Please note that if you experience drought conditions in the first year, you will need to water your new Eco-Lawn during the first season of growth. Once Eco-Lawn has gone through a full season, your watering regime will change dramatically. In hot, dry climates such as parts of California or Texas your watering will be cut back by 75% over that of traditional, shallow rooted turfs. In most parts of North America your established Eco-Lawn will require no watering except in extreme drought conditions.
The reason you don't need to mow Eco-Lawn often is because it grows slowly. If you prefer a traditional "cropped lawn look," occasional mowing will be necessary, but far less frequently than with other lawn mixtures. Ensure that your mower has sharp blades to prevent damage to the grass. A mulching mower works best. Set your mower to a minimum 3 inch height. Mowing lower than 3 inches will cause damage to your Eco-Lawn as it, like all plants, needs to go through the process of photosynthesis in order to live. Never remove more than one third of the top growth. Mowing too short will damage the turf and reduce its vigor. One of the most common lawn problems is people mowing their lawns too short! Left unmown, your Eco-Lawn turfgrass will form a gentle, flowing carpet of grass.
Maintaining your Eco-Lawn:
Once your Eco-Lawn is established, you'll only need to water it during extremely dry periods, if at all. If you feel that you do need to water it, occasional thorough soakings are better than frequent light sprinklings This encourages deep root growth, and makes your turf more drought-tolerant. Fertilizer should be applied sparingly, if at all, in early spring or late summer only. Slow-release, balanced fertilizers with nearly equal portions of nitrogen, phosphorus and potassium are best. This encourages strong root development to keep your turf healthy without excessive top growth that requires mowing. With minimal fertilizing and watering, you'll reap the benefits of reduced maintenance, lower costs and a healthier environment!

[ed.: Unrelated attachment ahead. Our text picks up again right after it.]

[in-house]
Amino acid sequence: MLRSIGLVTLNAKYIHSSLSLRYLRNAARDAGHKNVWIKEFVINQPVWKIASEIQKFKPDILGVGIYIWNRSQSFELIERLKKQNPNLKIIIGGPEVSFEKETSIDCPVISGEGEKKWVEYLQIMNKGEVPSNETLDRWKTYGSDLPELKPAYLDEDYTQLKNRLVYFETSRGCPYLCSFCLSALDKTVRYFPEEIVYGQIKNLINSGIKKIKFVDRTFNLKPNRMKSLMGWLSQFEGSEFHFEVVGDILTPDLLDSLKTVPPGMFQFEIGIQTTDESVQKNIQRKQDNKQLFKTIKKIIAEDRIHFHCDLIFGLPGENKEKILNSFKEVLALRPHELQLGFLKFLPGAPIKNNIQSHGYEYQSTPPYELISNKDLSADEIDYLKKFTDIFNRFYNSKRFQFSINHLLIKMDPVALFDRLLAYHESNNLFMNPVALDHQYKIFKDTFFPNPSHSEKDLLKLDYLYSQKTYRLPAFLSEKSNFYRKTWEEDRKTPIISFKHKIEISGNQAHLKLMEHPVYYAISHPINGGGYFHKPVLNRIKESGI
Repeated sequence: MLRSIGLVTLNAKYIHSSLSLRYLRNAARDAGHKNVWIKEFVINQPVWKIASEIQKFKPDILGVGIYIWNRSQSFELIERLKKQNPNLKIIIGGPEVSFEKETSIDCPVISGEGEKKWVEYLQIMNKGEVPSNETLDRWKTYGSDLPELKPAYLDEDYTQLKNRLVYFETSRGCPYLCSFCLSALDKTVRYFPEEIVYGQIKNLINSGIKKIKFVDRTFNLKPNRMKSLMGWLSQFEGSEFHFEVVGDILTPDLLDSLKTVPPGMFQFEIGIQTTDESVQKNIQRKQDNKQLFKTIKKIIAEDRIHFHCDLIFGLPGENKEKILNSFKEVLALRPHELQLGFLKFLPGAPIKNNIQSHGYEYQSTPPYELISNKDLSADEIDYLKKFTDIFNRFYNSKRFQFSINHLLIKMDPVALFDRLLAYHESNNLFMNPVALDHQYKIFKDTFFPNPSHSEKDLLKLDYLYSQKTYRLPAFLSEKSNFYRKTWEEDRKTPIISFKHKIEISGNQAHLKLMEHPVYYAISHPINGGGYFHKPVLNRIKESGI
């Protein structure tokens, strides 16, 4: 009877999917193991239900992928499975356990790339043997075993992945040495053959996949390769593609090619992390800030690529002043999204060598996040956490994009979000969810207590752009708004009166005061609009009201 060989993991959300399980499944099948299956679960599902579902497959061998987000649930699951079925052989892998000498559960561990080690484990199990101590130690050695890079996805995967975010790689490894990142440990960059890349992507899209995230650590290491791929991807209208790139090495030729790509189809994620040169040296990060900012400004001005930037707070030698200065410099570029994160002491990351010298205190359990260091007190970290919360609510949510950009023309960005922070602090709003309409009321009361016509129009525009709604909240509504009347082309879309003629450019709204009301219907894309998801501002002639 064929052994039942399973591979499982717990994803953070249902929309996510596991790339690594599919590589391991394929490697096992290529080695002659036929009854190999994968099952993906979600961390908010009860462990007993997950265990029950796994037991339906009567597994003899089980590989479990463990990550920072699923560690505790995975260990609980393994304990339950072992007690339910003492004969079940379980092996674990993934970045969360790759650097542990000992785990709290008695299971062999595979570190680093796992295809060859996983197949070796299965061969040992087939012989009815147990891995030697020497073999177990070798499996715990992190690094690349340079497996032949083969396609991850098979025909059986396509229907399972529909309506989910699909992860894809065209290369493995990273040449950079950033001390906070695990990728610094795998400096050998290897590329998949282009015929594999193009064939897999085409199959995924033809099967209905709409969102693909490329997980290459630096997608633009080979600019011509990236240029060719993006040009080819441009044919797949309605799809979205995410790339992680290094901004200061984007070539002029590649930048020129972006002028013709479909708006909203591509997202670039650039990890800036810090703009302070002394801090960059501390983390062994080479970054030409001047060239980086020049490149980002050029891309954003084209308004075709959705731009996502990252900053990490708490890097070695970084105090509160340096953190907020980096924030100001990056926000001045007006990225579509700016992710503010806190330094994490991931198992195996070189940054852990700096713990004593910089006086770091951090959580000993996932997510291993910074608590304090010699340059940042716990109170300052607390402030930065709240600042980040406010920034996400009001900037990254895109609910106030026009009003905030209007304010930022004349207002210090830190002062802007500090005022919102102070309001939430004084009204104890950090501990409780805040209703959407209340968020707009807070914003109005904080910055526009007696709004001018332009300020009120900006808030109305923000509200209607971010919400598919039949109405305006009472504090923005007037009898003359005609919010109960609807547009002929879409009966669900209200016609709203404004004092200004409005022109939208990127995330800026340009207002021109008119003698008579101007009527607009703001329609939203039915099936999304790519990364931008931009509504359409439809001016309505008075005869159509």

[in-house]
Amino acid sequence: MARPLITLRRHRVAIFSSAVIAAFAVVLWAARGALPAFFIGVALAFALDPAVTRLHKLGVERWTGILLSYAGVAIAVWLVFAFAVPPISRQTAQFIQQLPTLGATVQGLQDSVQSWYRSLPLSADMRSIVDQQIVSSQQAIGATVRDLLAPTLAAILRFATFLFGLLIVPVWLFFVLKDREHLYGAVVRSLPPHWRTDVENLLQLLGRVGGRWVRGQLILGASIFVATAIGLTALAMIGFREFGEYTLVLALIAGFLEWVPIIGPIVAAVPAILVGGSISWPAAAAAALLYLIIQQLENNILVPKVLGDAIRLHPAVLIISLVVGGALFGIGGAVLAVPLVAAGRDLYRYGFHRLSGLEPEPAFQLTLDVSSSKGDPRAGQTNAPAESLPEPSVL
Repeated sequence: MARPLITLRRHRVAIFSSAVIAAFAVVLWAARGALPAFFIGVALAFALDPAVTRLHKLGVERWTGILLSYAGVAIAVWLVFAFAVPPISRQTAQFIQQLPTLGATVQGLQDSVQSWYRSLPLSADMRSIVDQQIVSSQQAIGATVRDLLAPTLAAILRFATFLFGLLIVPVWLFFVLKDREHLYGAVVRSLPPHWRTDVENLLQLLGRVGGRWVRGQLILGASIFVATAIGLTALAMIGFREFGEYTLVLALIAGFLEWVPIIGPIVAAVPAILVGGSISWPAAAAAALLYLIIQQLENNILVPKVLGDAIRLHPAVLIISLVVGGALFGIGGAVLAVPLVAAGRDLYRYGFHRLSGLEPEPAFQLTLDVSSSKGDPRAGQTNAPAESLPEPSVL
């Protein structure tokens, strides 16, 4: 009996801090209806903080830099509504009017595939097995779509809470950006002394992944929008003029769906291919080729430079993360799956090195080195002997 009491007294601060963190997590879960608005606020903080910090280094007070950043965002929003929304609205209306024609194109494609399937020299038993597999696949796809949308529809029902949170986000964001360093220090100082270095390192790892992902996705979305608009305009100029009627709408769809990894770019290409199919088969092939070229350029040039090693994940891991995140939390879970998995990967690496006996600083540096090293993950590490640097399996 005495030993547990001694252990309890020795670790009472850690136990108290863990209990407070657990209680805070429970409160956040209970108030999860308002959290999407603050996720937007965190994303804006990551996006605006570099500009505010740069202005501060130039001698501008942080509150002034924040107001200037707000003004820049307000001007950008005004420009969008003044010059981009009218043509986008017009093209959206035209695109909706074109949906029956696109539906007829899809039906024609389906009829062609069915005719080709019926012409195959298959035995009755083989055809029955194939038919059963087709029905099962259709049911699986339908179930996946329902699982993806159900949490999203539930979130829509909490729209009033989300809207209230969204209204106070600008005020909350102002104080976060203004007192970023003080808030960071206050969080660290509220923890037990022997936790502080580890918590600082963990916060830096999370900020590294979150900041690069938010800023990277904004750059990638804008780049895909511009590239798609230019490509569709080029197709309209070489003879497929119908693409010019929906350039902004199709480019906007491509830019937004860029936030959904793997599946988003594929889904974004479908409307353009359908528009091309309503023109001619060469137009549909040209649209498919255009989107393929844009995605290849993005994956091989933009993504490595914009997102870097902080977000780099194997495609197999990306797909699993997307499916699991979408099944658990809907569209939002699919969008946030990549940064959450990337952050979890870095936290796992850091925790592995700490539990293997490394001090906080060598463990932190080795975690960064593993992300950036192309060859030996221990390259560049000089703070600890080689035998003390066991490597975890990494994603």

A thick healthy lawn is the best defense against weeds, disease, drought and insect damage. Overseeding your Eco-Lawn on a yearly basis will foster new growth and keep your Eco-Lawn thick and healthy.
Question: How many gallons of water a year will I need to water my Eco-lawn compared to traditional lawn seed such as Kentucky bluegrass?
Answer: Eco-Lawn requires minimal watering. In southern California, for example, no more than 12,400 gallons of water is necessary for a 1,000 square foot Eco-Lawn for the whole year. A standard Kentucky bluegrass or perennial rye lawn requires 1-2 inches of water a week. For a 1,000 sq. ft. lawn that amounts to more than 100,000 gallons a year.
What is in Eco-Lawn?
Eco-Lawn is comprised of the following certified fine fescue grasses: Oracle Creeping Red Fescue, Maxima 1 Creeping Red Fescue, Spartan II Hard Fescue, Sealink Slender Fescue, SR5130 Chewings Fescue, SR3210 Blue Fescue, SR3150 Hard Fescue.
None of the species in Eco-Lawn are genetically modified.
Requires very little water, and no chemicals or fertilizers.
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We want you to be completely satisfied with every purchase you make. If you are in any way dissatisfied with a product you ordered, we'll exchange it, replace it or refund your money within 30 days of purchase. Simply email us the problem, and we'll take care of you. Certain products have extended warranties (up to 50 years!) that are listed on the particular product page. Please call us at 1-888-451-6752 if you need further clarification.